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Allowance Idea

Teaching kids about money is a continual battle. To help distinguish between “needs” and “wants,” I set up an allowance for all three of my kids. I have been using the following system for almost two years now with great success.

I bought a huge box of cheap envelopes. Every three months or so, I go to the bank and get the money needed in one, five, ten, and twenty dollar bills. Each month has one envelope with the Sunday dates listed, the amount paid weekly, and the total amount due. They each have a small drawer in the kitchen dedicated to their allowance envelopes.

Example:
Sarah’s August Allowance—
$5/week * 5 Sundays =$25
8/3
8/10
8/17
8/24
8/31

Inside this envelope would be a $20 bill and a $5. I try to use the larger bills if possible. It makes you think twice to buy $0.75 M&Ms if you have to pay with a $20.

I have three kids, ages eight, eleven, and thirteen, and they each have an allowance drawer in the kitchen. This morning, I paid all of their allowances through December. They are allowed to borrow their own money, but they are only supposed to borrow in the current month. They use their allowance for snacks at school, or the concession stand at sports. I very rarely will lend them a dollar or two, but I expect to be paid the minute we get home.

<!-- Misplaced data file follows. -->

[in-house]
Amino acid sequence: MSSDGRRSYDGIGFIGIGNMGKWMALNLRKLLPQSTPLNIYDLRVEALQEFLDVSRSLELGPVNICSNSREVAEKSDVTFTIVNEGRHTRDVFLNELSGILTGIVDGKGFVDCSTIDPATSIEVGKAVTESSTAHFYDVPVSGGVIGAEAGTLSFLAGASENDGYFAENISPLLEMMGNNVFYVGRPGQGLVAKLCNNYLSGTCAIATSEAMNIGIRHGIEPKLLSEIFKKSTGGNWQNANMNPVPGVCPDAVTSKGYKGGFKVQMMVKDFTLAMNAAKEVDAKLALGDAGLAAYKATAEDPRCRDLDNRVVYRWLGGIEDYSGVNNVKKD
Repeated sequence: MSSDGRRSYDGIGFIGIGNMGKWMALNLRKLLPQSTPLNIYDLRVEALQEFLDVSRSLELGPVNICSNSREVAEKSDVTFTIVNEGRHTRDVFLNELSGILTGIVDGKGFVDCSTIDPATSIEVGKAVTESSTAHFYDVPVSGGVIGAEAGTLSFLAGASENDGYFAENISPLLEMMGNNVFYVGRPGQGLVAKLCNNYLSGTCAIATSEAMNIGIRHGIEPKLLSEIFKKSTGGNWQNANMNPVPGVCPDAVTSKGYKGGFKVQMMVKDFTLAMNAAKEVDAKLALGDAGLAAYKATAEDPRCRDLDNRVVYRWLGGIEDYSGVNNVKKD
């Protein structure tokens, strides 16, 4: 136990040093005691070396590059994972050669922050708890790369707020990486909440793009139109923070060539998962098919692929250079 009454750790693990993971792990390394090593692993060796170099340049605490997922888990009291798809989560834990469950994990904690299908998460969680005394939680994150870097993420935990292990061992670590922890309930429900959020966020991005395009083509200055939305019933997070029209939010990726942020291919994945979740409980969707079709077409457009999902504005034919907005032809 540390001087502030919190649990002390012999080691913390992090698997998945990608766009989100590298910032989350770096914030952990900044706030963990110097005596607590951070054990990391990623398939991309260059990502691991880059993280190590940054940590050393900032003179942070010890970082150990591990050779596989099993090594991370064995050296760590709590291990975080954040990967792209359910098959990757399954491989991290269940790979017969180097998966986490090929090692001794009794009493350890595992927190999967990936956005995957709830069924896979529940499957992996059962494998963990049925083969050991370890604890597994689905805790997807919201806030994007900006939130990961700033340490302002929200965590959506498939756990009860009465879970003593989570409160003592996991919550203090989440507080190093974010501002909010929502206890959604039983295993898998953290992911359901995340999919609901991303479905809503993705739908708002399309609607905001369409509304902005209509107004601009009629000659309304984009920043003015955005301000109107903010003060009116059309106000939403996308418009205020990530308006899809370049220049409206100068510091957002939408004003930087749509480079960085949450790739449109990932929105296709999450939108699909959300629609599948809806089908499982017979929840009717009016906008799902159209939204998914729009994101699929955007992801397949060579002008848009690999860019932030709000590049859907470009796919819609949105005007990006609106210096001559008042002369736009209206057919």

Allowance is wonderful for being able to say yes to the many small purchase requests.

“Can I buy gum at the grocery store checkout?” I reply, “YES! Did you bring your allowance?”

“May I get a gatorade at the concession stand?” I answer, “You betcha! You have your allowance with you, right?”

Paying three months worth of allowance at once has been the key for me. I would never have the money on hand to do this weekly, and even monthly I would fall far beyond, and end up not keeping up to date. This is not tied to any work around the house; it is expected that you help out when needed. As the money is really meant for small indulgences, the amounts are relatively small—the thirteen-year-old gets $5/week, the eleven-year-old gets $3/week, and the eight-year-old gets $2.50/week. My eleven-year-old is probably due for a raise, but he doesn’t spend much, so he really doesn’t need more money. My eight-year-old blows through her money quickly, but it is hers to spend. 

I have not quite found the chore routine that works well for our family. I generally can find an interesting way to assign chores, but the novelty wears off in a few weeks. Suggestions for chores are welcome! However, I would like to find a chore idea that someone has actually used for more than six months.

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